Your browser is out-of-date!

Update your browser to view this website correctly. Update my browser now



The Millennium Dome, Great Britain's spectacular celebration site, demonstrates future trends in audio systems.The Millennium Dome is big. How big? Atlanta's


Apr 1, 2000 12:00 PM,
Bruce Borgerson

The Millennium Dome, Great Britain’s spectacular celebration site,demonstrates future trends in audio systems.

The Millennium Dome is big. How big? Atlanta’s Georgia Dome is quite large,but you could fit a pair in side the Millennium Dome. The Eiffel Towerwould fit inside lying down, and Nelson’s Column standing up. The GreatPyramid of Giza could hide under the 20 acre (8 hectares) roof, whilefilling the dome’s interior volume would require 3.8 billion pints of stoutEnglish beer.

In more prosaic terms, the Dome is 1,050 feet (320 m) in diameter, 164 feet(50 m) high at the center, and supported by 12 steel masts of 100 m. Theroof fabric of PFTE-coated glass fiber is suspended on a web formed by 45miles (72 km) of steel cable. Constructed on a 181 acre (72 hectares) siteat Greenwich, the Millennium Dome hosted the New Millennium Experiencethrough December 31. On January 1, 2001, the dazzling shows will go dark,and all interactive exhibitions inside will be dismantled. The structurewill remain on site, however, dedicated to currently undetermined uses.

The Millennium experience

The Millennium Dome was built by the New Millennium Experience Company,(NMEC), a quasi-governmental entity created to commemorate the dawn of anew calendar era in a manner that “attracts, inspires, entertains, educatesand involves visitors and participants.” Total cost of the project is givenas 758 million pounds ($1.2 billion) with funding from national lotteryproceeds, corporate sponsorships and ticket sale revenues. NMEC projectedthat more than 12 million visitors would take part in the Experience beforeit closed on New Year’s Eve.

Inside the cavernous structure, 14 themed zones spaced around the perimeteroffer the visitor a mind-boggling variety of interactive experiences. Thezone names suggest the diversity of offerings: Learning, Work, Body, Play,Journey, Shared Ground, Living Island, Self-Portrait, Talk, Faith, Mind,Rest, Home Planet and Money. The central third of the Dome is the stage forthe Millennium Show, a high-flying spectacle quite unlike anything seenbefore. Jointly conceived by Mark Fisher and Peter Gabriel, the showpresents a breathtaking, high-flying love story that amalgamates elementsof theater, circus and dance with spectacular visual effects. Just outsidethe main dome, the Skyscape attraction screens a new “Black Adder” film(produced exclusively for the event) in two 2,500-seat cinemas, one ofwhich converts in minutes to a premier concert venue.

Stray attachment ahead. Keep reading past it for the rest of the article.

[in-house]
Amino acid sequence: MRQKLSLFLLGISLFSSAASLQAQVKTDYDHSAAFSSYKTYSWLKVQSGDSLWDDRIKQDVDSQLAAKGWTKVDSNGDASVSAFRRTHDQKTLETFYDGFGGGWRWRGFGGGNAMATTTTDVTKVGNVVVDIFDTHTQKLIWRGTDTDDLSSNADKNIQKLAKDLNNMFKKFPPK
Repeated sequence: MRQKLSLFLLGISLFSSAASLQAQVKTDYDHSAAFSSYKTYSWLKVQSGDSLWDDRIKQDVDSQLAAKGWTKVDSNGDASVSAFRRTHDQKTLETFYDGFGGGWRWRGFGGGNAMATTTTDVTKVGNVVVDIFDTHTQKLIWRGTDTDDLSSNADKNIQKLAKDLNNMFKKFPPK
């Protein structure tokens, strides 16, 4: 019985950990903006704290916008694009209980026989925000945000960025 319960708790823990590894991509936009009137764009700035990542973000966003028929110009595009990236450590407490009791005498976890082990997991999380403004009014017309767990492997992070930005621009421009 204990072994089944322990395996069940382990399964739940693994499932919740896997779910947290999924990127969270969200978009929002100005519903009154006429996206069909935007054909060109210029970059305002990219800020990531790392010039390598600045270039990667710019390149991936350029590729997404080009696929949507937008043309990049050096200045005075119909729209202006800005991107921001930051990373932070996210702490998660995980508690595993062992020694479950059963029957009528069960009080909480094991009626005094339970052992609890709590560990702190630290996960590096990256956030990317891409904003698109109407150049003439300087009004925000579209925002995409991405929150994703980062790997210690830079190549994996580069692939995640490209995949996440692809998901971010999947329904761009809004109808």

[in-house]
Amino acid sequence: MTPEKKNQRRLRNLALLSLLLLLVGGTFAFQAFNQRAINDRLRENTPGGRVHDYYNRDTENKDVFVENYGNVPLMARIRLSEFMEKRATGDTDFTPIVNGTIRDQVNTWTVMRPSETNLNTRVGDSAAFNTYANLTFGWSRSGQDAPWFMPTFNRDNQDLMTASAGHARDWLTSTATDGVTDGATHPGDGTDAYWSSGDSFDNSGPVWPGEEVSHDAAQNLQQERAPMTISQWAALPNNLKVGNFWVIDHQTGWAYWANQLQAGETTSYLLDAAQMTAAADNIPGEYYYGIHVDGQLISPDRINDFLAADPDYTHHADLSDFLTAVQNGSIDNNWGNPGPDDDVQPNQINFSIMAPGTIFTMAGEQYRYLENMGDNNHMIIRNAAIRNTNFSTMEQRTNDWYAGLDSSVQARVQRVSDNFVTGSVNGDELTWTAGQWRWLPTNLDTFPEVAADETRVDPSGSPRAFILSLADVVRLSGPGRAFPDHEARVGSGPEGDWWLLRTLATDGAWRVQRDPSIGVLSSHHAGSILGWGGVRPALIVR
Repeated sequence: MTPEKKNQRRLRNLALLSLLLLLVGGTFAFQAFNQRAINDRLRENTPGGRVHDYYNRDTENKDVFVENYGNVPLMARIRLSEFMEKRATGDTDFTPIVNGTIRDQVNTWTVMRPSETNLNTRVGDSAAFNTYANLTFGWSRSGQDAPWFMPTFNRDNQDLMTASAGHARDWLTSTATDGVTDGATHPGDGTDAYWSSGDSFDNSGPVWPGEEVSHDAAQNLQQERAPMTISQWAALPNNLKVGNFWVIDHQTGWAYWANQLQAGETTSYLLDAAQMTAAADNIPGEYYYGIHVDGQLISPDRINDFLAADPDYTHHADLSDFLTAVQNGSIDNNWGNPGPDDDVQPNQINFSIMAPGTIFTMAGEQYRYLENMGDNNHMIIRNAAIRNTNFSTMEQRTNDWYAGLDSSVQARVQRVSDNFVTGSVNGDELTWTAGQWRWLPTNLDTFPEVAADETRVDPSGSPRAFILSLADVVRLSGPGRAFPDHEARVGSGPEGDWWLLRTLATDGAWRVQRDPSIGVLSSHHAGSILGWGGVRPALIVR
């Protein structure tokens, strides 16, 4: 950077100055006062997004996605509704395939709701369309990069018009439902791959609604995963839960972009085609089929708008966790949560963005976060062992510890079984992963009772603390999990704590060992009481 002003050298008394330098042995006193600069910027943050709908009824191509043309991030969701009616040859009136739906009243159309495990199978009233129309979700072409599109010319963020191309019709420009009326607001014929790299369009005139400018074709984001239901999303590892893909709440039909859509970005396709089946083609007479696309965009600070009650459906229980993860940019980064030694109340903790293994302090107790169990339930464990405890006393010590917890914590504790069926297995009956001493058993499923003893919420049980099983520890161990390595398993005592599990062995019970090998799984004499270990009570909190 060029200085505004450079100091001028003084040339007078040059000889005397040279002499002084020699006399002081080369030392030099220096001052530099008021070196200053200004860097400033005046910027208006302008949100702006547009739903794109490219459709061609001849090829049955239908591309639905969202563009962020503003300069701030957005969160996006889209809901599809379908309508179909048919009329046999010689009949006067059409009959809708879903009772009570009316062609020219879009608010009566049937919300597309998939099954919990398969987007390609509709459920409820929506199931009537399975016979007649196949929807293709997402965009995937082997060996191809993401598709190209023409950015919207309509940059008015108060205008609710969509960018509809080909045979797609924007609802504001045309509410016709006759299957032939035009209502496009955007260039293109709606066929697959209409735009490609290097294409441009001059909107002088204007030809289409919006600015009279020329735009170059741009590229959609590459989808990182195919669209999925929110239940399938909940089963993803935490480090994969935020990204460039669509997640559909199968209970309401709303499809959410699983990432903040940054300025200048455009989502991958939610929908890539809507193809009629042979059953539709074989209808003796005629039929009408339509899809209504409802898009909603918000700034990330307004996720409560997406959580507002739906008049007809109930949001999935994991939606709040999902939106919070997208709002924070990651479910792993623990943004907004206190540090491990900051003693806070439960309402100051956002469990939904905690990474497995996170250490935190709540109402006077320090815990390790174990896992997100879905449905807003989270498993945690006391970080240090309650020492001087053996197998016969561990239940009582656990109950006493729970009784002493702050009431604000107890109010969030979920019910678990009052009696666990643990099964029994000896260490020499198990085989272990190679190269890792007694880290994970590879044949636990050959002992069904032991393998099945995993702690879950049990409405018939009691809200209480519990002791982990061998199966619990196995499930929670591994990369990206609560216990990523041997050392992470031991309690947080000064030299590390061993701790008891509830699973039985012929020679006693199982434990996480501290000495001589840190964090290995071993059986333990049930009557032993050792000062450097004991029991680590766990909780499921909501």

The Dome teams

The design of the dome structure was a joint effort by the Richard RogersPartnership, architects of record, and the consulting engineers of BuroHappold. Joint managing contractors for the massive project were Laing andRobert McAlpine, with acoustic consultants Symonds Travers Morgan assignedto provide effective separation of the hundreds of separate acoustic spacesunder the dome.

All audio systems for the Dome (and Skyscape) were designed and installedeither by NMEC’s own in-house production department or under direct NMECstaff supervision. NMEC hired audio system designer Roland Hemming to headup the audio side of the department in August of 1998. He took on thedaunting task of ensuring that all 57 of the Dome’s complex,inter-networked audio systems would be on line and functioning flawlesslyabsolutely no later than December 31, 1999.

To assist him in the monumental effort, Hemming tapped the skills of someof the U.K.’s top independent sound designers and assembled a uniqueconsortium of leading A-V firms (including Marquee Audio, Sysco, SystemSound, D J Willrich, Mike Weaver Communications, AudioCom, Canford Audio,Blitz Interactive, and Electrosonic Ltd.) to supplement NMEC’s own staff infulfilling the grueling installation schedule. All systems had to beinstalled, tested and commissioned within a 10 month window. At the peak ofconstruction, more than 200 people were working full time on audio systeminstallation.

Because of the massive scope of the project, contracts for installation andequipment procurement were usually put out for separate bids, and in manycases, the equipment quantities were so large that they were handleddirectly by the manufacturers. A partial list of major suppliers includesBSS Audio (signal distribution and processing), AKG (mics) JBL and Audax(loudspeakers), Allen & Heath and C-Audio (amps), Soundcraft (mixingconsoles), RTS (intercom systems), Soundtube (loudspeakers), DAR (diskrecorders), Hantarex (video and data monitors, LCD screens), NECTechnologies (plasma displays & portable LCD projectors), and Barco(projection and display technology). It is interesting to note that wellover 96 miles (160km) of fiber optic and copper cabling were used in thismassive installation, with 48 miles (80km) of fiber optic cable from Nokia,30 miles (50km) of alarm cable from Pirelli, at least 18 miles (30km) ofCat-5 from BICC, and many more miles (km) of mic and speaker cables fromKelsey, VDC and others.